Hill’s Science Diet Mature Adult canned dog food gets the Advisor’s lowest tier rating of 1.5 stars.
The Hill’s Science Diet Mature Adult product line lists eight canned dog foods.
Although each formulation appears to be designed for a specific life stage, we were unable to find AAFCO nutritional profile recommendations for these dog foods on the product’s web page.
The following is a list of recipes available at the time of this review.
- Hill’s Science Diet Mature Adult Gourmet Beef (1 star)
- Hill’s Science Diet Mature Adult Gourmet Turkey (1 star)
- Hill’s Science Diet Mature Adult Gourmet Chicken (1 star)
- Hill’s Science Diet Small and Toy Mature Adult Gourmet Beef (1 star)
- Hill’s Science Diet Small and Toy Mature Adult Gourmet Chicken (1 star)
- Hill’s Science Diet Mature Adult Savory Stew with Beef and Vegetables (2.5 stars)
- Hill’s Science Diet Mature Adult Savory Stew with Chicken and Vegetables (2.5 stars)
- Hill’s Science Diet Small and Toy Mature Adult Savory Stew with Chicken and Vegetables (2.5 stars)
Hill’s Science Diet Mature Adult Gourmet Chicken Entree was selected to represent the other products in the line for this review.
Hill's Science Diet Mature Adult Gourmet Chicken Entree
Canned Dog Food
Estimated Dry Matter Nutrient Content
Ingredients: Water, chicken, cracked pearled barley, ground whole grain corn, dried whey, liver, dried beet pulp, corn gluten meal, chicken liver flavor, soybean oil, choline chloride, fish meal, iron oxide, calcium carbonate, potassium chloride, vitamin E supplement, taurine, zinc oxide, ferrous sulfate, thiamine mononitrate, copper sulfate, manganous oxide, niacin, calcium pantothenate, vitamin B12 supplement, pyridoxine hydrochloride, biotin, riboflavin, calcium iodate, vitamin D3 supplement, folic acid, sodium selenite
Fiber (estimated dry matter content) = 1.6%
Red items when present indicate controversial ingredients
|Estimated Nutrient Content|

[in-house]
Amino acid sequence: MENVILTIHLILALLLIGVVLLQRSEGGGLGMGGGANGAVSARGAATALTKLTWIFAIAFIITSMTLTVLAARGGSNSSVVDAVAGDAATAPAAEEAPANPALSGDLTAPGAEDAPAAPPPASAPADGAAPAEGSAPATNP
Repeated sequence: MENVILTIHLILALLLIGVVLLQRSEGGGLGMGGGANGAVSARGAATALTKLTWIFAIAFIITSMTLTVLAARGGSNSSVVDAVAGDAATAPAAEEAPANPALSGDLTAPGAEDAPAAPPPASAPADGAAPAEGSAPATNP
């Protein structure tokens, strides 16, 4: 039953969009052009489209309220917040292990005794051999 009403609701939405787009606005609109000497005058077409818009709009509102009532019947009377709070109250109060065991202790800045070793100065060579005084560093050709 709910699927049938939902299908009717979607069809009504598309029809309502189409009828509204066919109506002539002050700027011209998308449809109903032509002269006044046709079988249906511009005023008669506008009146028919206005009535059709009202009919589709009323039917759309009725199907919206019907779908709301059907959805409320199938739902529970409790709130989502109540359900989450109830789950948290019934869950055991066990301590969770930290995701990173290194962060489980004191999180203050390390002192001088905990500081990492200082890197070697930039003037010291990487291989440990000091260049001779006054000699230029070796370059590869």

|Dry Matter Basis||18%||13%||61%|
|Calorie Weighted Basis||17%||29%||55%|
The first ingredient in this dog food is water, which adds nothing but moisture to this food. Water is a routine finding in most canned dog foods.
The second ingredient is chicken. Chicken is considered “the clean combination of flesh and skin… derived from the parts or whole carcasses of chicken”.1
Chicken is naturally rich in the ten essential amino acids required by a dog to sustain life.
The third ingredient is barley. Barley is a starchy carbohydrate supplying fiber and other healthy nutrients. However, aside from its energy content, this cereal grain is of only modest nutritional value to a dog.
The fourth item is corn. Corn is an inexpensive and controversial cereal grain. And aside from its energy content, this grain is of only modest nutritional value to a dog.
For this reason, we do not consider corn a preferred component in any dog food.
The fifth ingredient is dried whey, a by-product of the cheese industry. Dried whey consists of about 75% carbohydrate and can also contribute a limited amount of protein to a dog food.
It’s used in canned dog foods as a gelling agent and is an item with little nutritional value to a dog.
The sixth ingredient is liver. Normally, liver can be considered a quality component. However, in this case, the source of the liver is not identified. For this reason, it’s impossible to judge the quality of this item.
The seventh ingredient is beet pulp. Beet pulp is a controversial ingredient, a high fiber by-product of sugar beet processing.
Some denounce beet pulp as an inexpensive filler while others cite its outstanding intestinal health and blood sugar benefits.
We only call your attention here to the controversy and believe the inclusion of beet pulp in reasonable amounts in most dog foods is entirely acceptable.